Our faculty did a book study of Classroom Instruction that Works, so I was quite interested to see that the course textbook for EDUC 6711 was dedicated to supporting those ideas with technology. For me, it has always been a tricky business when selecting appropriate means for students to interact with content. From my vantage point, I can visualize the same concepts via pencil & paper methods as easily as through technology methods. So, if there were no other considerations, I would select whichever is more convenient to create. However, in the role of teacher, I need to be aware of the effectiveness of a particular method from the students' points of view.
Our students are so immersed in technology that it is no longer a special treat to go to the computer lab. Twenty years ago, students would have been excited to use the computers because of the novelty. Now, students carry so much technology with them that schools have had to adopt new policies about technology use to deal with disruptions, cheating, privacy, and security issues. This means that students are often just as reluctant to use the computer as they are to use paper and pencil; they realize that both scenarios indicate that they will need to think-- not just play. For the educator, this is a good thing-- we can focus on the content rather than merely the novelty of using computers.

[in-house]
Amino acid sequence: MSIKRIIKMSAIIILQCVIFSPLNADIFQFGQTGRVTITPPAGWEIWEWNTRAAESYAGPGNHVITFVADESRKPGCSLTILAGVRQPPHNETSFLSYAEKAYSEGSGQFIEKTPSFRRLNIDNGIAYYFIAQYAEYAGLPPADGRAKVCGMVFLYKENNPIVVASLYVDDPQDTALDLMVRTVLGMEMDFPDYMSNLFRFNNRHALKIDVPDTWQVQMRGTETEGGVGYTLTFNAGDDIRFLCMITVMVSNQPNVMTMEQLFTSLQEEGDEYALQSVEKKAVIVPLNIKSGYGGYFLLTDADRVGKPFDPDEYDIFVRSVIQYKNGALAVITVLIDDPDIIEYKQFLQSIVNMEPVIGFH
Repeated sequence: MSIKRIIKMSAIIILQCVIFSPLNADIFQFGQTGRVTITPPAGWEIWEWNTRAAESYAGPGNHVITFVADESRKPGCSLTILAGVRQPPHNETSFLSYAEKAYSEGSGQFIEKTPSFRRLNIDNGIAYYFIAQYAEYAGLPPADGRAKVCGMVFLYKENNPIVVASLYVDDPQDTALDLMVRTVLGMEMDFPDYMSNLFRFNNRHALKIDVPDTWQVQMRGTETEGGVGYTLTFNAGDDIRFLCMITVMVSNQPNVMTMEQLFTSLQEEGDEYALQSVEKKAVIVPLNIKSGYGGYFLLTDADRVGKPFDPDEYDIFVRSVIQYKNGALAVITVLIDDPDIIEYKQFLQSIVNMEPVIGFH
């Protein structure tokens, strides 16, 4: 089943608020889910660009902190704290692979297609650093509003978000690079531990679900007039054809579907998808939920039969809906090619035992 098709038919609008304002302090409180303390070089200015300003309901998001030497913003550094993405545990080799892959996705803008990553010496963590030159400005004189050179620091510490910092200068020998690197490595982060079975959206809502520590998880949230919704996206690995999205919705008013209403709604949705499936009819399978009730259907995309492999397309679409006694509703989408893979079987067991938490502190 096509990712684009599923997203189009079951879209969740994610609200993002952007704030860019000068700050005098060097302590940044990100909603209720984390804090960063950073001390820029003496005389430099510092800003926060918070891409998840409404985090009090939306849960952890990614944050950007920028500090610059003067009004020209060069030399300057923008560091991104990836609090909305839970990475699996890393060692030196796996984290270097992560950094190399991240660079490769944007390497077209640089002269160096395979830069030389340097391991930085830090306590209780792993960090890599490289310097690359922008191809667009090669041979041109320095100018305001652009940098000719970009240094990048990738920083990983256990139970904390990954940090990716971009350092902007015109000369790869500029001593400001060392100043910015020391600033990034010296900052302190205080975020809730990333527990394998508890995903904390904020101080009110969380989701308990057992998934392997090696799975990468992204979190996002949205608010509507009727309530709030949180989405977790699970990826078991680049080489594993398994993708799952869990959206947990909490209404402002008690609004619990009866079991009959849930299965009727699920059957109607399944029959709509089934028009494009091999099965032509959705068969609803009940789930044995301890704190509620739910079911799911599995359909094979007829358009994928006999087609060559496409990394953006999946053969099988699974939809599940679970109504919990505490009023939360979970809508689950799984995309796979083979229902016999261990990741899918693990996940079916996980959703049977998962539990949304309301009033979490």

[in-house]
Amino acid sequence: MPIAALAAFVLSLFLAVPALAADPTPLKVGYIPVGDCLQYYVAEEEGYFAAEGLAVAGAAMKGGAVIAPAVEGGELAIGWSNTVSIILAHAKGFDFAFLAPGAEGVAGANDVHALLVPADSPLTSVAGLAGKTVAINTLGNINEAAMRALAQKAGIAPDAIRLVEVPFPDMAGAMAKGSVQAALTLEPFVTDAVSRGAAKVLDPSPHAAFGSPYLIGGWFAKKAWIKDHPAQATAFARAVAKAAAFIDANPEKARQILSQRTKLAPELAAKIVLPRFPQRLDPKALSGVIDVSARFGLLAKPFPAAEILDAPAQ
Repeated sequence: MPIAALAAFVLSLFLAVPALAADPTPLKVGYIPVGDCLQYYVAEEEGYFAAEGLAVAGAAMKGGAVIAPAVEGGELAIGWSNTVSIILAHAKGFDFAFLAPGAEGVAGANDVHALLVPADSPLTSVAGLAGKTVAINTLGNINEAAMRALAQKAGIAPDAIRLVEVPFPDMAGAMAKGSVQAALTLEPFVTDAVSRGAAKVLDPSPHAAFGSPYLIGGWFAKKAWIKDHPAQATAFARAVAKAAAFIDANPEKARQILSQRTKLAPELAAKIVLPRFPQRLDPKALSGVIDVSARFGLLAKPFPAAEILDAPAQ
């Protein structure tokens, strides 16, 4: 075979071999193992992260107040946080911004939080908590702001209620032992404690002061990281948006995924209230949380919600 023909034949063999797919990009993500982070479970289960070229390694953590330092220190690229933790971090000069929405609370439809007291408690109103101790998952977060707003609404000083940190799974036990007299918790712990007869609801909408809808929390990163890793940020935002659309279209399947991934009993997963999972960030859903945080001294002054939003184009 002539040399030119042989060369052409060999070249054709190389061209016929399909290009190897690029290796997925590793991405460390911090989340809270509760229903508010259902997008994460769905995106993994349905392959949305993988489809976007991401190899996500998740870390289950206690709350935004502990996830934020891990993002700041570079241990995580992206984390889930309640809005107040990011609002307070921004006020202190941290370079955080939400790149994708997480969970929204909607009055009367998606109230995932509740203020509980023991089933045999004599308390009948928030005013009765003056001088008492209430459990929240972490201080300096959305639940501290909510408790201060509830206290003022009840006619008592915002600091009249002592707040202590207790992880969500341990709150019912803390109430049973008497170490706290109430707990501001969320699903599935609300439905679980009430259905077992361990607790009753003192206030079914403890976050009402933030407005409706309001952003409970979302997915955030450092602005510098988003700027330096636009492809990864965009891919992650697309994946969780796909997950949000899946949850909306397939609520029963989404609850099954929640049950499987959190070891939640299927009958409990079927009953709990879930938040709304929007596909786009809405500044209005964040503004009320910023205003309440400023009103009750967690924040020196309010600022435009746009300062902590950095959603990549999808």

Concept mapping can easily be done with low-tech solutions such as Post-It (tm) notes on a table or poster board. However, with the invention of software like Inspiration and Kidspiration, the process can easily be automated and even exported in various forms to be used elsewhere. By computerizing tools like this, it frees students' minds to deal with the tasks and concepts at hand, rather than needing to create their own systems of classification and linking. For example, Inspiration has a rapid-fire mode that allows new topic nodes to be created as fast as the user can type. This greatly liberates the brainstorming process, as students are not slowed down by handwriting. Plus, even the most enthusiastic and prolific student will not run out of room for new ideas in a virtual concept map!
However, the classification of ideas and the creation of categories and sub-categories is an important part of the mapping. When students classify information, they must analyze that data in order to place it appropriately. To the cognitive theorist, this is a marvelous means of strengthening those links in the brain, helping to move the ideas from short-term to long-term memory.
Virtual field trips are an enormous cost-saving measure in these tight economic times. Yet instead of using them just as a replacement for costly physical journeys, those same virtual field trips can be a much more common part in the life of a class. By venturing out into the world from a virtual perspective, there are certain benefits for students. For example, students who are shy and reserved when they leave their comfort zone may actually learn more in the virtual trip than the same trip done in a more traditional fashion. That student can take comfort in the familiarity of their usual classroom environment yet still gain the experience that their more extroverted classmates may enjoy.